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Discovering Purpose Through Chronic Illness & Trauma

Illnesses, particularly chronic, serious diseases, can leave you feeling broken by life. Physical ailments are overwhelming, disheartening, and isolating even with a plethora of resources at your fingertips. Studies show that even minor bouts of the common cold can cause mild depression because the immune, neurologic, and psychological systems are so intertwined. The body’s immune response leads to fatigue, “feelings of depression, lack of appetite, lack of motivation, social withdrawal, poor concentration, and altered sleeping patterns,” according to research. If you are one of the 133 million Americans suffering from a chronic illness today, it’s no surprise you feel underwater at times.

The mind-body-spirit confluence is undeniable and a key to unlocking wellness. Experts in psychoneurobiology posit that unresolved psycho-emotional traumas are what lead to chronic illness and other physical dysfunctions through a series of bioelectrical disturbances. These processes are not too different, and it’s essential to recognize the two-way causational link from trauma to illness and visa-versa. The two are inextricably linked, which is why addressing underlying emotional disturbances is can be a long-term path to physical wellness.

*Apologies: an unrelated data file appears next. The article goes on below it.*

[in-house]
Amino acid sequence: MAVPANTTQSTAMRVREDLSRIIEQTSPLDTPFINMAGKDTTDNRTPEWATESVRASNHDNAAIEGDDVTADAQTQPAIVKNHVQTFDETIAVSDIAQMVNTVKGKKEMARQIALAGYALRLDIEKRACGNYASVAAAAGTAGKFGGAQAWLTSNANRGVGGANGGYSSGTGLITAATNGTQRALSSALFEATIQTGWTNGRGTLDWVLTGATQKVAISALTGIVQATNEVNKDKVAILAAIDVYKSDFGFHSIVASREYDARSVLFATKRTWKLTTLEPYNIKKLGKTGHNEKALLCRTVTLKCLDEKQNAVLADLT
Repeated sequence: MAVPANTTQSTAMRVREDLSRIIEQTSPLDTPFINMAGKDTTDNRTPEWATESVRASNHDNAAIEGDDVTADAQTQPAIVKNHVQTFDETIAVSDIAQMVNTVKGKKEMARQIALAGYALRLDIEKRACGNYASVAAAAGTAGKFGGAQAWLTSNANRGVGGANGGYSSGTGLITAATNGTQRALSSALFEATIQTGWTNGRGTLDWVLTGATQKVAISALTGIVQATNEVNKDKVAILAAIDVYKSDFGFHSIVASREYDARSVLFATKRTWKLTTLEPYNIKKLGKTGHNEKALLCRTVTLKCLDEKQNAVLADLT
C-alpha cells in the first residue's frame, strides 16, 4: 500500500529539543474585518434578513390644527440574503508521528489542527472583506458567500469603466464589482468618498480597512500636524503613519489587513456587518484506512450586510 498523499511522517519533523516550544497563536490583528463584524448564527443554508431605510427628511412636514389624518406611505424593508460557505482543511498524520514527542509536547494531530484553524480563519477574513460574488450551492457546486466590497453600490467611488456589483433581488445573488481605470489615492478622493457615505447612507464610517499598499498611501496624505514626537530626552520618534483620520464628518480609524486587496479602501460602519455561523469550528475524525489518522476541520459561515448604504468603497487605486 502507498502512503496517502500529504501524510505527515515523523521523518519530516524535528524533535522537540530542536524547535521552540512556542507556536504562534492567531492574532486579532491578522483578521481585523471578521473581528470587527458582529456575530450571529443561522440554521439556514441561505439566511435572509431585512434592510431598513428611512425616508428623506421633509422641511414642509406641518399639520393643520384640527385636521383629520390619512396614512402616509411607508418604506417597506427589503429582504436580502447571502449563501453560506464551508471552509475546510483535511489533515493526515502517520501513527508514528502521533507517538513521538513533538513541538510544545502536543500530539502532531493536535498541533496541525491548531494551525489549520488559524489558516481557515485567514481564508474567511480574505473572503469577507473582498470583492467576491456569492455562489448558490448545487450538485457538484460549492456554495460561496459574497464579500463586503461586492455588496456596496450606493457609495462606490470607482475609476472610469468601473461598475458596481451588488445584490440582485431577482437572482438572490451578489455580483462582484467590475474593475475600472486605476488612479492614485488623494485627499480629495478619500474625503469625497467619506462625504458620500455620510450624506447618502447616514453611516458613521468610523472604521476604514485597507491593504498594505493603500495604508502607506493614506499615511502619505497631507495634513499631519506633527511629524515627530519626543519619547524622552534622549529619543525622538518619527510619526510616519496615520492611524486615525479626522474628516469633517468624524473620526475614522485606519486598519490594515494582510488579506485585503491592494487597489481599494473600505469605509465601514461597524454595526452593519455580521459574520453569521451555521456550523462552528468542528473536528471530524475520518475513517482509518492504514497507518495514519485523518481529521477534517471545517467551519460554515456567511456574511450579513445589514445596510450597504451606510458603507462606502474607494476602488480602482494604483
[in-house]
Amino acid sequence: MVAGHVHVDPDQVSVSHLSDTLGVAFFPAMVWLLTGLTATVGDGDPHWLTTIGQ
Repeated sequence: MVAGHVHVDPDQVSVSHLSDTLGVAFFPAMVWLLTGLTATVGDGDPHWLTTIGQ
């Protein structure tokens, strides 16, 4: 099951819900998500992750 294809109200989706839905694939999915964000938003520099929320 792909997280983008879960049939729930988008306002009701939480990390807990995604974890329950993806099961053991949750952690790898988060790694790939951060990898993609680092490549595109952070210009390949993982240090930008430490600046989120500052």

“I understand that these symptoms had to develop to wake me from my dangerous sleep so that I could finally take my feelings, perceptions, and thoughts seriously.” Excerpt From: Alice Miller’s The Drama of the Gifted Child

At the age of one my I had a seizure, followed by monthly flare-ups of fevers, swollen, painful joints, and ulcers. Dragged from one specialist to another, forced to endure endless hospital stays and painful medical treatments while doctors spent years formulating a diagnosis. By the time they decided on the label of Behcet’s Syndrome, a rare autoimmune disease of the vascular system, I was twenty years old. My entire life had been subsumed by illness; it was all I knew. The condition was my identity and my badge of honor.